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Padraic Tuthill Spence

Obituary
  • "It was my great good fortune to have my path cross Pad..."
    - Kathryn Hedgepeth
  • "Josh and I fondly remember Pad at gatherings with the..."
    - Sue Ann Kates
  • "Padaric was a devoted Hospice visitor in Great Barrington..."
    - John Madden
  • "October 6, 20013 I was a classmate of Paddy at Brooks..."
    - Dave Sampson
  • "He was a friend of my parents and in turn he and Julie..."
    - Anna Swan

Padraic Tuthill Spence 1943-2013 WILLIAMSVILLE Padraic Tuthill Spence, age 70, died on Friday, September 27, 2013 of Lewy Body Dementia. Although he had the disease for eight years, he handled his decline with grace and a determination to give back, volunteering for a variety of Berkshire institutions until the last few months of his life. Mr. Spence was born in New York City in April 1943, the first child of Lewis and Eleanor Spence. At three months, he moved with his mother to Tyringham, while his father served in the war. Though Mr. Spence grew up in Cranbury, N.J., he always considered the Berkshires his home. Mr. Spence attended Brooks School and graduated from Harvard University in 1965. He served in the Army Special Forces and was stationed in Normandy, beginning a love affair with France that lasted until the end of his life. After attending law school at the University of Pennsylvania, he opted instead for a career in journalism, becoming a reporter at The Berkshire Eagle. He subsequently drove a milk truck, worked as a carpenter, and taught history at Lenox High School. In 1978, he joined his father at Spence and Company, teaching business writing at corporations and non-profits all over the United States, as well as in South America, Africa, and the Far East. Mr. Spence is survived by his wife, Julie Michaels; and their daughter Lily. He is also survived by sons ,Paddy and Justin; brothers Harry and Matthew; sister Olivia; and granddaughters Layla and Sage. His son Colin predeceased him. A gifted carpenter, Mr. Spence could build anything from a dining room table to his own canoe. He was an avid cyclist who owned more bicycles than he needed, a reader of books, a collector of records, an ardent Francophile, and a valuable contributor to any team in Trivial Pursuit. More than anything, Pad Spence was a man who cherished his friendships and celebrated other people's good fortune. When forced to retire because of poor health, Mr. Spence embraced service to others. He volunteered at Hospice and at the Great Barrington Senior Center. He organized a spinning group at Berkshire South, developing a group of dedicated riders. For many years, he was a steady presence at the Fairview Hospital Emergency Room where he was devoted to an extraordinary team of caregivers. Mr. Spence loved his wife and children enthusiastically, cherished his homes in the Berkshires and the south of France, and enjoyed nothing more than a 50-mile cycle through Tyringham or the Gorges de la Nesque. We hope they have bicycles in heaven. s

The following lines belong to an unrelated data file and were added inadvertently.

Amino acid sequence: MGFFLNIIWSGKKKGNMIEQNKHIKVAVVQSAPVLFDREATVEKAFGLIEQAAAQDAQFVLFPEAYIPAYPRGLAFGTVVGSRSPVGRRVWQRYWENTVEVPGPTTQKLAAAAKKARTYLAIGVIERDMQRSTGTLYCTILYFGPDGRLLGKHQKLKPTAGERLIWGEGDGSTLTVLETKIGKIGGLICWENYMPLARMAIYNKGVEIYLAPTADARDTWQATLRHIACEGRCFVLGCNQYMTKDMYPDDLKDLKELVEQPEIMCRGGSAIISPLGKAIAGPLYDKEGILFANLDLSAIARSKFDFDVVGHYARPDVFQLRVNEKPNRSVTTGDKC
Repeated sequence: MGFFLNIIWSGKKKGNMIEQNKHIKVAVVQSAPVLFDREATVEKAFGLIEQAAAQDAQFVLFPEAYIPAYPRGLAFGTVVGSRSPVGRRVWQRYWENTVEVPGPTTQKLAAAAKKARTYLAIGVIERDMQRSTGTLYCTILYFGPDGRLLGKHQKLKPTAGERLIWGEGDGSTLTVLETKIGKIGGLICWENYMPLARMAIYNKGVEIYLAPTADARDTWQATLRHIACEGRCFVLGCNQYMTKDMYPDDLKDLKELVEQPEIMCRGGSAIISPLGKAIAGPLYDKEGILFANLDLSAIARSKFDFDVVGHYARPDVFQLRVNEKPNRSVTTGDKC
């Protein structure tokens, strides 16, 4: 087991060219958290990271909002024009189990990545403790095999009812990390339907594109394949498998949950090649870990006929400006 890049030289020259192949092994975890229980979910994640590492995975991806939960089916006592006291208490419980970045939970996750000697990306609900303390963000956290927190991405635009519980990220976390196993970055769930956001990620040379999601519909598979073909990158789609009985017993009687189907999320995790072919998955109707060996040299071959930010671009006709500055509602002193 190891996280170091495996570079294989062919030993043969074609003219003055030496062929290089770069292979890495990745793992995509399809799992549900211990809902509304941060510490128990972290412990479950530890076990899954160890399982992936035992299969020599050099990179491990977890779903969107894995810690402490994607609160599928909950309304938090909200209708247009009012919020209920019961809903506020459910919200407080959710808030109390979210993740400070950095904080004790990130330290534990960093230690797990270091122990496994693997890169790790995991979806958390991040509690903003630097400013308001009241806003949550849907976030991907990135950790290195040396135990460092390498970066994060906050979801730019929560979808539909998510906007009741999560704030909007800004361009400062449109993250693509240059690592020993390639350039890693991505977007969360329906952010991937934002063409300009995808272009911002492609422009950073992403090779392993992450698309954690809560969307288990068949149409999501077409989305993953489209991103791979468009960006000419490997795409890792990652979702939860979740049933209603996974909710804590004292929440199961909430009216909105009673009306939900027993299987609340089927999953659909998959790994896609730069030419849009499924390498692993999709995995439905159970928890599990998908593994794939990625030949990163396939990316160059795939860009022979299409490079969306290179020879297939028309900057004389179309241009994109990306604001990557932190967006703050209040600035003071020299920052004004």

Published in The Berkshire Eagle on Sept. 29, 2013
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